I’ve Been Recruiting for 25 Years but Still Haven’t Hired Anyone!

When reading the thoughts of my peers in the recruiting profession, I have to admit I become a little surprised at how many have really had a chance to hire people. While aside from a couple of assistants in recruiting groups I have managed, I actually have never hired anyone. Usually that has been the hiring manager’s job.

Recruiters play a vital role in the process that includes:

  • Attracting applicants: advertising, networking, job fairs.
  • Creating candidates: processing and screening applicants.
  • Monitoring or managing the interview process: directly or by way of HR.
  • Processing offers: directly or by way of HR.
  • Performing background and reference checks: directly or through third-party.
  • Third-party vendor management: agencies, job boards, software.
  • Help planning the holiday party: just kidding.

But none of the above starts until a hiring manager says, “I need to hire somebody.” Then sometime in the future and a couple of interviews later, the hiring manager comes back to the office and says, “This is the one I want to hire.”

Now, this may seem just a little nitpicking, but whenever the discussion turns to measuring performance or process metrics, the phrase always pops up, “Determine performance by time of hire and quality of hire.”

Neither is in direct control of the recruiter. Creating a methodology of performance measurement in this environment that includes time to hire and quality of hire is the equivalent of taking your driver’s test from the back seat of the car.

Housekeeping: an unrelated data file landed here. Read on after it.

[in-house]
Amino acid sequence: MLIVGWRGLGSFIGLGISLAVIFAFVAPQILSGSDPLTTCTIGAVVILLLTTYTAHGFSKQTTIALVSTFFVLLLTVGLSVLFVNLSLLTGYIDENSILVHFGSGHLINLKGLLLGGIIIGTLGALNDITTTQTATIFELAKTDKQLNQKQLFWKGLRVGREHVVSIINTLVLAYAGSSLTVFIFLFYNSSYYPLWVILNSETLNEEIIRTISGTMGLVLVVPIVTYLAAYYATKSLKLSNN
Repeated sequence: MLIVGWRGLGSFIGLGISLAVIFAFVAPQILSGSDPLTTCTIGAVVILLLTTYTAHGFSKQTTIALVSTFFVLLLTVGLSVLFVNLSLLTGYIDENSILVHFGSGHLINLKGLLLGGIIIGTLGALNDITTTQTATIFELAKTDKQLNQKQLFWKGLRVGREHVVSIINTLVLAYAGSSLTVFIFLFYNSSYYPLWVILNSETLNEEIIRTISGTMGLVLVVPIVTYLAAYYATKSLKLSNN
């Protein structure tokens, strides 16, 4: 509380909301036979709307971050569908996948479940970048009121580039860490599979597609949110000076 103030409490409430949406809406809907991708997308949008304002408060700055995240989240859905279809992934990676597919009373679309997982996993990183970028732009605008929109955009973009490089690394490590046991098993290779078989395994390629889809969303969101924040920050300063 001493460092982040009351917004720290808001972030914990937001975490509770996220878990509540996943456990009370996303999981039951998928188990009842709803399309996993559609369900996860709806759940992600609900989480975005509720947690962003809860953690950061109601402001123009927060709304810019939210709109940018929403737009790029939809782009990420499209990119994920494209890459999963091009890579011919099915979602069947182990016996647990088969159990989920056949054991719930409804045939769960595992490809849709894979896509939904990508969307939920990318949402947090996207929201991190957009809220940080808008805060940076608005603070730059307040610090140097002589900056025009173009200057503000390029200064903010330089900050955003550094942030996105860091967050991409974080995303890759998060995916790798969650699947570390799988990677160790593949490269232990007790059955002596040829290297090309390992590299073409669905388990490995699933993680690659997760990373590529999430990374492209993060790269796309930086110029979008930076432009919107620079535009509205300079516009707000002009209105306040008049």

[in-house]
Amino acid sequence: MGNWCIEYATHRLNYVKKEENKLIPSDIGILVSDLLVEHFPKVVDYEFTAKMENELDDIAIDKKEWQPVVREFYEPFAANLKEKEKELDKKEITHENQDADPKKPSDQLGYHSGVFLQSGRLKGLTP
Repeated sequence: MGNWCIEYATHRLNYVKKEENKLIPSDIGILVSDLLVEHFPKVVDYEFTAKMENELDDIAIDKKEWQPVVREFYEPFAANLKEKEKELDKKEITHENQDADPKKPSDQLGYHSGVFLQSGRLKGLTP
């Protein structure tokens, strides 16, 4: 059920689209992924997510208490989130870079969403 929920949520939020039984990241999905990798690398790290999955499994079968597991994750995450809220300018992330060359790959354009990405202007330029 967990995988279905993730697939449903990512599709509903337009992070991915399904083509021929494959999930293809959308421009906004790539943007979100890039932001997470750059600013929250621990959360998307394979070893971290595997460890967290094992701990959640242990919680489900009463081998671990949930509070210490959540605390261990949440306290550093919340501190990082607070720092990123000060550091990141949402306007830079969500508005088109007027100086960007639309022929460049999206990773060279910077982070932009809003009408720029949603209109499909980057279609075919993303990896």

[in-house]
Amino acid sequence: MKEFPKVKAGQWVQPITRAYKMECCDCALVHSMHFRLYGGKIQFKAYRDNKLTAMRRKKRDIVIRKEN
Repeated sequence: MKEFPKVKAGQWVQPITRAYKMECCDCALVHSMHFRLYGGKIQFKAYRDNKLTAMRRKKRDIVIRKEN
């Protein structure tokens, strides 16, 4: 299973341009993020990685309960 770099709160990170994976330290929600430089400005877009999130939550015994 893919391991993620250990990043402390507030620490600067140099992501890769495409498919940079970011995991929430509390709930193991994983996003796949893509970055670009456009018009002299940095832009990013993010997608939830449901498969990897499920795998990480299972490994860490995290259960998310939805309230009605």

As my old pappy used to say, “If you ain’t holding the wheel, you ain’t driving the car.”

(Actually, Dad was from South Boston and would have burned holes in me with his stare if I ever called him “pappy”, but when spinning cornbread, pappy seems more appropriate than dad.)

Now, a good recruiter can enhance a process and make it more efficient through their overall industry knowledge and relationship-building with their hiring managers.

However, consider the following:

Article Continues Below
  • Can a recruiter overcome an inefficient hiring manager? (Hmmmm?maybe this one?no, no?maybe this one?hmmm?no, no?)
  • Can a recruiter overcome a bad company reputation? (FOX News Headline, “XYZ Corp. shipped another 2,000 jobs overseas?film at eleven.”)
  • Can a recruiter overcome a bad process neither designed nor controlled by them? (?only after the fourth interview, but before the seventh, unless of course this is an accelerated process requiring a signoff from both the resident and department monitor?)
  • Can a recruiter require quality and process adherence upward? (“Look here, boss, the policy manual you just threw in the wastebasket clearly states?”)
  • Can a recruiter force hiring managers to have a fair and balanced candidate evaluation process? (“I know this one looks good on paper?but my gut tells me?” Good Lord! It’s his gut again!)
  • Can a recruiter control third-party vendor relationships with hiring managers? (David, sending you a resume, look it over and call me. By the way, we haven’t played a round of golf in ages?call me.)